The Pentagon’s drive for innovation is up against adversaries’ efforts to “occupy leading positions” themselves.

Back at the beginning of August, I wrote an essay about how soon was too soon with new weapons. Some historical perspective, I thought, should inform the aims of the Pentagon’s Third Offset strategy. And yet, to focus a moment on a more mundane technology, the US Army has needed a light tank for twenty years. Today, the threat of new Russian tanks in inaccessible corners of Europe strongly suggests an immediate need. The Army is once again seeking ideas from would-be suppliers, and may finally launch a program. But is the Army already too far behind the curve? So here’s another general question about the timing of military innovations in materiel: how late is too late? 

Consider also the US Army’s travails with 155 mm mobile howitzers. Before BAE Systems’s Paladin Integrated Management (PIM) upgrade to the long-serving M109, the artillery branch had been through two more ambitious efforts to renew its fleet: the unlamented Crusader and the FCS spin-off Non-Line Of Sight Cannon (NLOS-C). As such, Sydney Freedberg of Breaking Defense once called the PIM “the little cannon that could.” However, as Jen Judson reported for Defense News in August, this M109A7 doesn’t fire as fast as the Army’s testers would like, even “under non-stressful firing conditions.” As Courtney McBride wrote for Inside Defense, they’re also concerned that problems with the fire suppression system could “could endanger crews.”

How important is all this? Low-rate, initial production (LRIP) began in April 2014, so the Defense Department’s Inspector General is unimpressed with such testing failures late in the process. On the other hand, the gun does shoot faster than the M109A6 it’s intended to replace, it incorporates multiple other upgrades, and it’s actually the first mobile howitzer for the US Army with any automatic fire suppression at all. Whether contractor, a subcontractor, or the government should pay for the performance shortfall is a separate question. The alternative, though, is sticking with guns from the 1990s.

Or, consider Leonardo’s 76mm Super Rapid naval gun. As Barbara Opall-Rome of Defense News quoted an Israeli naval captain working on ship upgrades, “we’ve been waiting for this gun for many, many years.” The Egyptian Navy has had the same weapon for some time, he noted, and “now it’s our turn.” Fairly, the actual likelihood of a gun battle amongst the Israeli and Egyptian fleets is low. Further east, though, the Kuwaitis and the Qataris had waited four years for mere approvals for exports of F-18Es and F-15Es. The American relationship with the Israelis held up the sale, but did the threat from the Iranians not matter?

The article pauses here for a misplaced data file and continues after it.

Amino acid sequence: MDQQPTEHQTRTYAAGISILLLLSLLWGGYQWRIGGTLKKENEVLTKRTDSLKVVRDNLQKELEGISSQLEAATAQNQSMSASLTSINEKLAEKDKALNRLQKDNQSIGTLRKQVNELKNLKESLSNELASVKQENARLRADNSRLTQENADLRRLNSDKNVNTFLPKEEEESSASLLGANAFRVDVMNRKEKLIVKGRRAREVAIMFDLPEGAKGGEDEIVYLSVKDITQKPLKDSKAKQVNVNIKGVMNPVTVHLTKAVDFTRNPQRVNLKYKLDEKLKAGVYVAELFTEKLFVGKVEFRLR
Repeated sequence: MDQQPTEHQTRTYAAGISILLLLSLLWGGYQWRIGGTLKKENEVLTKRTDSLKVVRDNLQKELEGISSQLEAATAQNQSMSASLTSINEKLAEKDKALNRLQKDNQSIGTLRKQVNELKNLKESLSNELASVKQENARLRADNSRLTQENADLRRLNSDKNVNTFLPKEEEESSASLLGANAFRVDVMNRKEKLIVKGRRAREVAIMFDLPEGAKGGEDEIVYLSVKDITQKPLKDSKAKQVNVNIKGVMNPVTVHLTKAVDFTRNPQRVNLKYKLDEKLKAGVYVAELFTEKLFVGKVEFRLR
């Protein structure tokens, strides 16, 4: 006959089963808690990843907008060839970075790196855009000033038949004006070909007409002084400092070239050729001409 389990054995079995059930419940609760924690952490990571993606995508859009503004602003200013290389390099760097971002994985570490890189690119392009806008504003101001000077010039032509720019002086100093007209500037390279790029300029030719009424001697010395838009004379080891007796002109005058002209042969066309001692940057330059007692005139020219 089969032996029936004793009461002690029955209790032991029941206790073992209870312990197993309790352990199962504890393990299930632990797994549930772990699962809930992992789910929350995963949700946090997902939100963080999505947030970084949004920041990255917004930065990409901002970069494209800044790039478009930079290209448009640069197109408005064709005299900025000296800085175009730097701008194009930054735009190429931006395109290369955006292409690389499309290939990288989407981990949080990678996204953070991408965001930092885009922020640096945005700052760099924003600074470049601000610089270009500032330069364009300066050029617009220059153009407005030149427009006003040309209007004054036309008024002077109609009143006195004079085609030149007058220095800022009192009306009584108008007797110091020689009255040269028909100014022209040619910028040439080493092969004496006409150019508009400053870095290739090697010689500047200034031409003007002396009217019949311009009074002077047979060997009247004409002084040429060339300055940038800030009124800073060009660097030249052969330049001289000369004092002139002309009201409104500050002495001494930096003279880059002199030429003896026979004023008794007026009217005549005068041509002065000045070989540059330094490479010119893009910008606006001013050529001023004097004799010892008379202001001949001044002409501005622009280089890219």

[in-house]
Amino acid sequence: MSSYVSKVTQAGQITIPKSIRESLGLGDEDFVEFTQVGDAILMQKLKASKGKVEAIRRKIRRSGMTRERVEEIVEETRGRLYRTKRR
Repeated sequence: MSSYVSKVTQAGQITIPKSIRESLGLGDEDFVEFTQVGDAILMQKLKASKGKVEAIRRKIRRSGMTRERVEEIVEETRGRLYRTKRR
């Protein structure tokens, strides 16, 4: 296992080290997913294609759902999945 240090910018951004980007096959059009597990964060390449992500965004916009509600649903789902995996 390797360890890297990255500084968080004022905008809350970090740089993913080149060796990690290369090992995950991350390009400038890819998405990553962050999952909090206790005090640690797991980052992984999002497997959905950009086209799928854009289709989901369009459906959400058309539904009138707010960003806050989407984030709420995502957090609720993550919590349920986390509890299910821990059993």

Then there’s ground attack. The US Air Force’s A-10C might yet get replaced with the A-27B or the AT-6 or even the AC-130J, but Secretary James is considering delaying the retirement, and the depot is working “to keep A-10s flying indefinitely.” To be fair, none of those aircraft will likely be as survivable as an A-10C, but at some point, the Thunderbolt IIs will eventually become unserviceable. Predicting when is hard: the USAF first got concerned about unexpectedly severe wing corrosion on its KC-135 aerial refuelers in the 1980s. The definitive replacement program with the KC-46A Pegasus got underway only a few years ago, and the old Stratotankers are still flying. So far, no American ground troops have died because a hangar-queen KC-135 couldn’t refuel a broken A-10C.

There are clearer examples, if we want to reach back further. The introduction into the Royal Air Force of the Hawker Hurricane and the Supermarine Spitfire in 1937 and 1938 proved none too soon for the Battle of Britain. Conversely, if the German aircraft industry had succeeded with jet propulsion two years earlier, the Luftwaffe might have come at USAAF and RAF bombers with whole Jagdgeschwader of Messerschmidt 262s. Jets would lack the range for bombing for some years thereafter, so the strategy would have been asymmetric (and more on that below). In more exotic realms, the observability of an enemy’s boffins ranges widely. Word about new stealth bombers (though maybe not their prices!) tends to leak out eventually. In the dark expanses of space, hiding in plain sight is not impossible, but it is hard. In the darker realm of cyber, the potential for zero-day exploits render foresight inherently harder.

Along those lines, General Robert Neller, the Marine commandant, says that he has thrice read the article by General Valery Gerasimov, the Russian chief of staff, in the February 2013 Military-Industrial Courier. Translated and republished in January by Military Review, Gerasimov’s article contains some real insight: “we must not copy foreign experience and chase after leading countries, but we must outstrip them and occupy leading positions ourselves.” To find the exploitable vulnerabilities of potential enemies, “leading military scholars” must advise the General Staff with military theory “backed by the function of prediction.” Part of that prediction is estimating when a new system will be technologically mature, organizationally absorbable, doctrinally suitable, and thus really ready for combat. It’s easy to pull that trigger too early, or too late.

James Hasík is a senior fellow at the Scowcroft Center for Strategy and Security.

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